The Common Denominator

Haggai 1:5
“Now therefore thus saith the LORD of hosts; Consider your ways.”

A student in school will at some point learn how to find the common denominator in fractions. They learn that there is one number that is common to all the other denominators of a set of fractions. The common denominator may not be evident at first, but once you start seeing the same number come up in every equation, you learn what the common denominator is.

Quite often someone comes to me to get help with their situation or problem. It could be a person who has moved from church to church who has a conflict with their current pastor. It could be a person who seems to have difficulty with other people. It could be a student who seems to have a problem with several teachers. It could be the teacher who has problems with several students. It might be the employee who is having difficulty with his employer or several of his fellow employees. We could go on to identify each relationship, but many relationship problems ultimately come back to one person: the common denominator.

God makes the statement in the verse above, “Consider your ways.” He was talking to a people who continued to place the blame on everything else instead of looking at themselves as the problem. Their finances were drying up, but they blamed it on the economy. They purchased clothing to wear to find that the clothing was faulty. They invested money to find out that the investment was a fraud. These people never saw that the problem was not everything they put the blame upon, but the problem was that they were the common denominator; they were the problem that they had never identified.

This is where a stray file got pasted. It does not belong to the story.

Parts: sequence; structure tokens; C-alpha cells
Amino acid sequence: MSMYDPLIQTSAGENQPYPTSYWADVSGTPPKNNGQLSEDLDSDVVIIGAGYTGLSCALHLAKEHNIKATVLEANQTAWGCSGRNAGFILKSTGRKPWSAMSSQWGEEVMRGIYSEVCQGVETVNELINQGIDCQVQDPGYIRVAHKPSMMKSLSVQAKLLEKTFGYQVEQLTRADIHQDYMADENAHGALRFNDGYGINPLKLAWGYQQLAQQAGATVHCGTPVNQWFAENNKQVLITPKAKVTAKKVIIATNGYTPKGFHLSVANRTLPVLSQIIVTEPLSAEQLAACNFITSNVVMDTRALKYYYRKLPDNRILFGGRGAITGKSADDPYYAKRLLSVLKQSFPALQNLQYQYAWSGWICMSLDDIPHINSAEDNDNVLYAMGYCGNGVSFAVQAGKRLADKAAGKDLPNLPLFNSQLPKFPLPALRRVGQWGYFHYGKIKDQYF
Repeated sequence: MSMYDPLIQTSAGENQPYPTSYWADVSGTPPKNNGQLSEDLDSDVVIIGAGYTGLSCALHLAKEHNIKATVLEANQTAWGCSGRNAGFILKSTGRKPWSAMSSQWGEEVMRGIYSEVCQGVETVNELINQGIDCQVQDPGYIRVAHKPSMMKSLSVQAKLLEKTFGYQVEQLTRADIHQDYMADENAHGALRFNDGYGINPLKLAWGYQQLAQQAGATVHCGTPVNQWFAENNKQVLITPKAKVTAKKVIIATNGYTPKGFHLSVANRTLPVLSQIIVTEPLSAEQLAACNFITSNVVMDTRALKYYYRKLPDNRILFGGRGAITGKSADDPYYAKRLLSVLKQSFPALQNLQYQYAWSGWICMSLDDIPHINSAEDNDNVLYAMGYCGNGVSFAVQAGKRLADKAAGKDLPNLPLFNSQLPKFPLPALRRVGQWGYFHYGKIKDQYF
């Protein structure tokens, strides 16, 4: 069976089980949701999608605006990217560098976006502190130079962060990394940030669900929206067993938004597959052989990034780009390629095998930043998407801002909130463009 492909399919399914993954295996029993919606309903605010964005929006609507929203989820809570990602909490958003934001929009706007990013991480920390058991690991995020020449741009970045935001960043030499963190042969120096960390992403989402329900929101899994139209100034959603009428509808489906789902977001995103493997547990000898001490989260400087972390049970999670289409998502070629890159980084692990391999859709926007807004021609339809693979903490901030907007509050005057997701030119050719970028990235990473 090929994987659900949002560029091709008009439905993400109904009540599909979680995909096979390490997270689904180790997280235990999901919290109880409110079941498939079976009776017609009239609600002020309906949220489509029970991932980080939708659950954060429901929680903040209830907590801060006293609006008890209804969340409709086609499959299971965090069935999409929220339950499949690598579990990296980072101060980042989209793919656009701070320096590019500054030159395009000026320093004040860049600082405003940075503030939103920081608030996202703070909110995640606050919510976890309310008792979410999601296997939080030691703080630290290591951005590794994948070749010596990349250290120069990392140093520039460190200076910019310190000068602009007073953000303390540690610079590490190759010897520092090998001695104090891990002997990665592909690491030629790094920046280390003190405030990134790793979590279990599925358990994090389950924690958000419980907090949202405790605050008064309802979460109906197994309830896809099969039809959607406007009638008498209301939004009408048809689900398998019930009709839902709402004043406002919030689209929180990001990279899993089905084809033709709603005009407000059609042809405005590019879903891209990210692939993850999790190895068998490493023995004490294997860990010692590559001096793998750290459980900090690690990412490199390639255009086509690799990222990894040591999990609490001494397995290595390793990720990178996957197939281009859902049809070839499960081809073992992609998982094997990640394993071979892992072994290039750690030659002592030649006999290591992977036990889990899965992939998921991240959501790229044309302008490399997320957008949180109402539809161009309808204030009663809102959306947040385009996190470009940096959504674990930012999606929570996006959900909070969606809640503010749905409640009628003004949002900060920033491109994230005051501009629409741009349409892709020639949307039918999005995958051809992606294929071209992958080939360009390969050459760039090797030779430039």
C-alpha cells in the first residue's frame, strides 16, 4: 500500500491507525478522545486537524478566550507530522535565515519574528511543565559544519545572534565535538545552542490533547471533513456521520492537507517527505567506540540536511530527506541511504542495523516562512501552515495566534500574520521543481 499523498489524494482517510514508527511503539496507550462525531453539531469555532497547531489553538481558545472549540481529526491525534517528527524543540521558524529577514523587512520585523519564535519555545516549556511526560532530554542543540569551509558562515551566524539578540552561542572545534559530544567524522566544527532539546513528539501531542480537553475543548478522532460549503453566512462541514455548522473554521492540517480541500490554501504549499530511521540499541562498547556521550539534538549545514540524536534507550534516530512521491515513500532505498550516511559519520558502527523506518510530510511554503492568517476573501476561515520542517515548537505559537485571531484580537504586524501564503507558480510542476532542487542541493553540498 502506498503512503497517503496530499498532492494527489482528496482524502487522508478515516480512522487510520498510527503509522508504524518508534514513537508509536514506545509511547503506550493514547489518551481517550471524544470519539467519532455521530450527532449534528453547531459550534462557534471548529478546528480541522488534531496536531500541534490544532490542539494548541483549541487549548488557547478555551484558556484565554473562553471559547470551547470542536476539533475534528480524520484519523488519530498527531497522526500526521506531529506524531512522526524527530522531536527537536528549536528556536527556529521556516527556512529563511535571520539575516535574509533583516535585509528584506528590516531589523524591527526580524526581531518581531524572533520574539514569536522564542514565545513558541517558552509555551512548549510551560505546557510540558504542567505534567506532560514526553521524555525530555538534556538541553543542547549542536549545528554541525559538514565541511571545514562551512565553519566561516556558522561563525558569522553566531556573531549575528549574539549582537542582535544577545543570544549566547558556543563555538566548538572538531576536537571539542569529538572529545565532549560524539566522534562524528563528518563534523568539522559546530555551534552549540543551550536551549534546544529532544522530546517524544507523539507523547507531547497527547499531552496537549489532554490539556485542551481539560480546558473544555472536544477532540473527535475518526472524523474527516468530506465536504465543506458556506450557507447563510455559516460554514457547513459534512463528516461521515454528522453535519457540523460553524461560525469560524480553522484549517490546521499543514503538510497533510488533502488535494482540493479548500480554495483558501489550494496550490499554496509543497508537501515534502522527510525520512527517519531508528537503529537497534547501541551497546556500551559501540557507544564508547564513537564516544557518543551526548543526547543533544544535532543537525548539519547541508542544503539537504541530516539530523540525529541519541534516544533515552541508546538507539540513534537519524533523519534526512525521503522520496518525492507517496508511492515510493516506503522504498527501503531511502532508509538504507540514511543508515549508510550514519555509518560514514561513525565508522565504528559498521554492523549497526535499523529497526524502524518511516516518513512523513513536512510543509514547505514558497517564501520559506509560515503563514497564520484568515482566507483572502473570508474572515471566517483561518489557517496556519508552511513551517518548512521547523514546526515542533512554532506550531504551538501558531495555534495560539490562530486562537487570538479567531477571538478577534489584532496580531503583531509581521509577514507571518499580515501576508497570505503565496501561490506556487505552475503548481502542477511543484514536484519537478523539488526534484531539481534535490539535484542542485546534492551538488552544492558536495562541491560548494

Christian, when you continually see that everybody else has issues with you, you might want to look at the common denominator. When you think that your spouse is never treating you right, your children are constantly on your nerves, your pastor is always treating you wrong, and your friends just are not being friendly, you might want to look at the common denominator. You will never fix your problems in life until you come down to who is the common denominator. I’m afraid that we often blame others for the sake of not wanting to identify ourselves as the problem in every relationship. When you tend to have problems getting along with everyone, you might want to look at yourself as the common denominator. When you think everyone is unfriendly with you, you might want to consider that you are the unfriendly common denominator. When you think everyone else is having a bad day, you probably ought to consider that you are the common denominator in the bad day. Simply put; you are the problem.

My friend, you will never change your problems in life until you come to grips with you. Until you are willing to place the blame solely on yourself, you will continue to have problems with others. You have a choice of what you can do. You can blame your problems on everyone else, or you can consider your ways and see that you are the common denominator and change your own ways.

Let me encourage you always to consider yourself the common denominator with every problem before you start blaming others. You will find that you can solve most of your relationship problems and live a happy life if you do this.

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